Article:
Global Security Newswire
Daily News on Nuclear, Biological & Chemical Weapons, Terrorism and Related Issues
VP to Lead U.S. Nonproliferation Efforts
The job of leading the push for the Obama administration's nuclear nonproliferation program will fall to Vice President Joseph Biden, the Boston Globe reported today (see GSN, April 6).
The tasks at hand including promoting security of nuclear material across the globe and pushing ratification of the Comprehensive Nuclear Test Ban Treaty through the U.S. Senate.
"As a measure of the president's continuing commitment to this vital nonproliferation agenda, he has asked for Vice President Joe Biden's help to lead the administration's nonproliferation efforts," Deputy Secretary of State James Steinberg said this week during a major nonproliferation conference in Washington (see GSN, April 7).
The administration's agenda encompasses the treaty banning nuclear test explosions, which must be ratified by the United States and a handful of other nations before entering into force (see GSN, March 30); establishment of a pact to prohibit production of fissile material for nuclear weapons; requiring nations to allow more intrusive inspections of nuclear facilities by the International Atomic Energy Agency; and bolstering the Proliferation Security Initiative and other programs to prevent nuclear terrorism.
Steinberg also noted the planned U.S.-Russian talks to further reduce their nuclear arsenals under a follow-up pact to the Strategic Arms Reduction Treaty (see related GSN story, today) and indicated a need to secure nuclear materials beyond the former Soviet Union, the Globe reported.
"The job must be completed," he said.
Arms control offices at the State Department might see a boost, while the national laboratories that lead U.S. nuclear-weapon research could face reductions, Steinberg indicated (Farah Stockman, Boston Globe, April 8).
Biden was a key supporter of the Clinton administration's failed effort to push the test ban treaty through the Senate in 1999, the Washington Post reported today. Proponents lacked 19 votes to garner the two-thirds majority needed for approval of the pact in the body then led by Republicans.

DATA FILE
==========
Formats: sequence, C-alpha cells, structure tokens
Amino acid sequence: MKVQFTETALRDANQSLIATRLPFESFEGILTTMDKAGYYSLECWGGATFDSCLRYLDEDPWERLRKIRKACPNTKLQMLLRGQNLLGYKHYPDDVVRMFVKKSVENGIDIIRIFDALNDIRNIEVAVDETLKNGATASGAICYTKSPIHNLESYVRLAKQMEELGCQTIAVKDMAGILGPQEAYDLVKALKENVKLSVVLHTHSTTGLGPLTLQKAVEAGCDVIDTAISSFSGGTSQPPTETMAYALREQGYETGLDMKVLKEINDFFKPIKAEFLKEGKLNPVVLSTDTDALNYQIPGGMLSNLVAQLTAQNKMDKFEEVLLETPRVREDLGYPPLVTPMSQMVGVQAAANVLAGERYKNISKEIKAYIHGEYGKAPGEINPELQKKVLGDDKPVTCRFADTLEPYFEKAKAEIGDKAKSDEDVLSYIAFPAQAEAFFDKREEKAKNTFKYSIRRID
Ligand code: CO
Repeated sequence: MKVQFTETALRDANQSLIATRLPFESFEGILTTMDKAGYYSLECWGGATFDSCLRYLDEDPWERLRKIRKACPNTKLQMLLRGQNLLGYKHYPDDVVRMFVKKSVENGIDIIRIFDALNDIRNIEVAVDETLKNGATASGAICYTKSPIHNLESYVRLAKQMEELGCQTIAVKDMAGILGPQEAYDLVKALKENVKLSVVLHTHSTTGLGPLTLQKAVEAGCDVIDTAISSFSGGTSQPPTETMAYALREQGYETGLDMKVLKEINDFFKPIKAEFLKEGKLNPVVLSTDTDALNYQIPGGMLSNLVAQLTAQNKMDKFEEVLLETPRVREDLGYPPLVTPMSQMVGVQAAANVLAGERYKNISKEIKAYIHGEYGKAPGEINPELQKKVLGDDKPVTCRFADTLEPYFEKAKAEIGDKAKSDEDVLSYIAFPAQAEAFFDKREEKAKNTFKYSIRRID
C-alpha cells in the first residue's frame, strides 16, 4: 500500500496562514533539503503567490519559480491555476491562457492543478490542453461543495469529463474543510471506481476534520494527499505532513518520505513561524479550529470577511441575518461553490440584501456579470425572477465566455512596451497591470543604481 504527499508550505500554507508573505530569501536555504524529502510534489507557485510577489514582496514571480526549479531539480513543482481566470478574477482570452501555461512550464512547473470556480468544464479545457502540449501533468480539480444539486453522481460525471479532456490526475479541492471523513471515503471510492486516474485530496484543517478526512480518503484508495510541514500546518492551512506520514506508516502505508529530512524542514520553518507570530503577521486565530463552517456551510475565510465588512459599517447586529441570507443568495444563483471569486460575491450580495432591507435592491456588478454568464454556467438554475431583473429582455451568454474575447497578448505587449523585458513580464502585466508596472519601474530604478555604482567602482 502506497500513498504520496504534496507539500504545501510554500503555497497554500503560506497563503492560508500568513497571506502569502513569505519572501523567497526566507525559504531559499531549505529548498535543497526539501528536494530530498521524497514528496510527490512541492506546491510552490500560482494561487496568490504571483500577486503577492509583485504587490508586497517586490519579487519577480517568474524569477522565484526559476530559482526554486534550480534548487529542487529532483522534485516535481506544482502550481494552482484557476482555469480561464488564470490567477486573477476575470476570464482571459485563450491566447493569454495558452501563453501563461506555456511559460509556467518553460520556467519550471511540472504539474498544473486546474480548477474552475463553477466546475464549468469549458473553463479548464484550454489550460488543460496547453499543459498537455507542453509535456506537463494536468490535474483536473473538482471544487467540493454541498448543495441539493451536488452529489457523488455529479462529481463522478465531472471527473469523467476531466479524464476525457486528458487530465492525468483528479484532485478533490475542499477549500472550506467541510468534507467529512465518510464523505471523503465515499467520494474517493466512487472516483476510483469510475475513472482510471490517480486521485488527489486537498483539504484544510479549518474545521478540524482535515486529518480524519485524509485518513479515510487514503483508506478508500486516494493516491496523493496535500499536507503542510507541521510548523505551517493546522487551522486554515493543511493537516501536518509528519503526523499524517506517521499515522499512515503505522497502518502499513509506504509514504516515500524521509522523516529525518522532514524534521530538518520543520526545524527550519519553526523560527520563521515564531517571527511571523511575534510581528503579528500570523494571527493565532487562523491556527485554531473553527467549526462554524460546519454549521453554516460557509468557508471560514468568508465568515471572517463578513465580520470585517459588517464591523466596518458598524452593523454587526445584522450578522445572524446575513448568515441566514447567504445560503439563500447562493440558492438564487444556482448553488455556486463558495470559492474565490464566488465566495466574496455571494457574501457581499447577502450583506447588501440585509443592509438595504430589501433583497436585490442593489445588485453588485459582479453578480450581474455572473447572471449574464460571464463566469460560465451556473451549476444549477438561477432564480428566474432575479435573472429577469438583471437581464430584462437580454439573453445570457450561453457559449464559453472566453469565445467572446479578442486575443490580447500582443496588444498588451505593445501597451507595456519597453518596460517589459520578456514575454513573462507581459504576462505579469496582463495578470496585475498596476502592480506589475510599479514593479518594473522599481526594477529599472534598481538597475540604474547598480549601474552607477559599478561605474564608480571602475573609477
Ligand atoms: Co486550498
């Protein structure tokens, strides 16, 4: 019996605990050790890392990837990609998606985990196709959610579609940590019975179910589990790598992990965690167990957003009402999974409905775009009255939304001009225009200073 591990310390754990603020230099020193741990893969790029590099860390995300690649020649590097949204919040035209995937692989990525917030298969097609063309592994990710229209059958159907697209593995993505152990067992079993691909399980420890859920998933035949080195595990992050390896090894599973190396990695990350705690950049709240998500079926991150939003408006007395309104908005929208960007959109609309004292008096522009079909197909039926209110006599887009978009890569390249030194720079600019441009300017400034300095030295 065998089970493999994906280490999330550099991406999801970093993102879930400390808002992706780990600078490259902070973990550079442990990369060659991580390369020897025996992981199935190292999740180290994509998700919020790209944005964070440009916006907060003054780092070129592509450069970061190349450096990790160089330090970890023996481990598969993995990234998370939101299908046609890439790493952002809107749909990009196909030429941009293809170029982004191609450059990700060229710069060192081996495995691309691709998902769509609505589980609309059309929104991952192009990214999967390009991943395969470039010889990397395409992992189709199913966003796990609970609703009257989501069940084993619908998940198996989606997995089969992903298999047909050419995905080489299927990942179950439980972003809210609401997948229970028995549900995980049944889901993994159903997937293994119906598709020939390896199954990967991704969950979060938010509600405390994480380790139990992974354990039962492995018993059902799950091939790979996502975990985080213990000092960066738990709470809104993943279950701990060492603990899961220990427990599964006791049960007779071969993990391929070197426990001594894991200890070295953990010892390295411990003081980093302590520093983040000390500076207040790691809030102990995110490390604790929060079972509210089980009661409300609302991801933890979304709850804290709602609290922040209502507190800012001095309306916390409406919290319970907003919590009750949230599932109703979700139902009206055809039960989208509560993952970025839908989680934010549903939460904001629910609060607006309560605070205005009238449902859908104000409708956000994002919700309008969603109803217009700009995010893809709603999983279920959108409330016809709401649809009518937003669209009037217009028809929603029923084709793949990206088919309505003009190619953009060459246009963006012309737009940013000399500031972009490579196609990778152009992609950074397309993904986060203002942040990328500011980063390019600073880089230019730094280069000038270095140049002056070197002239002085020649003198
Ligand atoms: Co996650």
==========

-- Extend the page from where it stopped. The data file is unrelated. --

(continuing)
The administration first plans an expansive study of the matter, including consideration of two issues that helped to derail the 1999 effort -- verification of illicit underground nuclear testing and ensuring the viability of the U.S. nuclear arsenal when testing is not an option.
"A lot of these issues have more clear answers than they had in 1999," according to a high-level administration source. He could not say when treaty ratification might be brought before the Senate.
The Senate Armed Services, Foreign Relations and Intelligence committees are all likely to review treaty ratification. Entry into force could also lead to a National Intelligence Estimate on the pact and an Energy Department assessment of the reliability of U.S. nuclear weapons, according to Senate staffers.
The United States has maintained a voluntary moratorium on nuclear testing since 1991 (Walter Pincus, Washington Post, April 8).
Failure to bring the treaty into force would create a world that has "more fissile material in more facilities with more people to handle it, representing a risk of (nuclear) terrorism," said Tibor Toth, head of the Preparatory Commission for the Comprehensive Nuclear Test Ban Treaty Organization.
Referring to Washington's previous failure to ratify the pact, Toth said: "Probably what you will have to do is revisit the benefits of the treaty from a wider perspective, from a post-2001 viewpoint."
He downplayed questions on verification of nuclear tests, noting that monitoring technology deployed around the world detected North Korea's limited nuclear blast in October 2006, the Associated Press reported.
"No test of military significance can go undetected," he said (Charles Hanley, Associated Press/Yahoo!News, April 7).
Sept. 27, 2013
A fact sheet on current and projected costs of maintaining the U.S. nuclear deterrent, produced by the Center for Nonproliferation Studies.
July 18, 2013
The submarine proliferation resource collection is designed to highlight global trends in the sale and acquisition of diesel- and nuclear-powered submarines. It is structured on a country-by-country basis, with each country profile consisting of information on capabilities, imports and exports.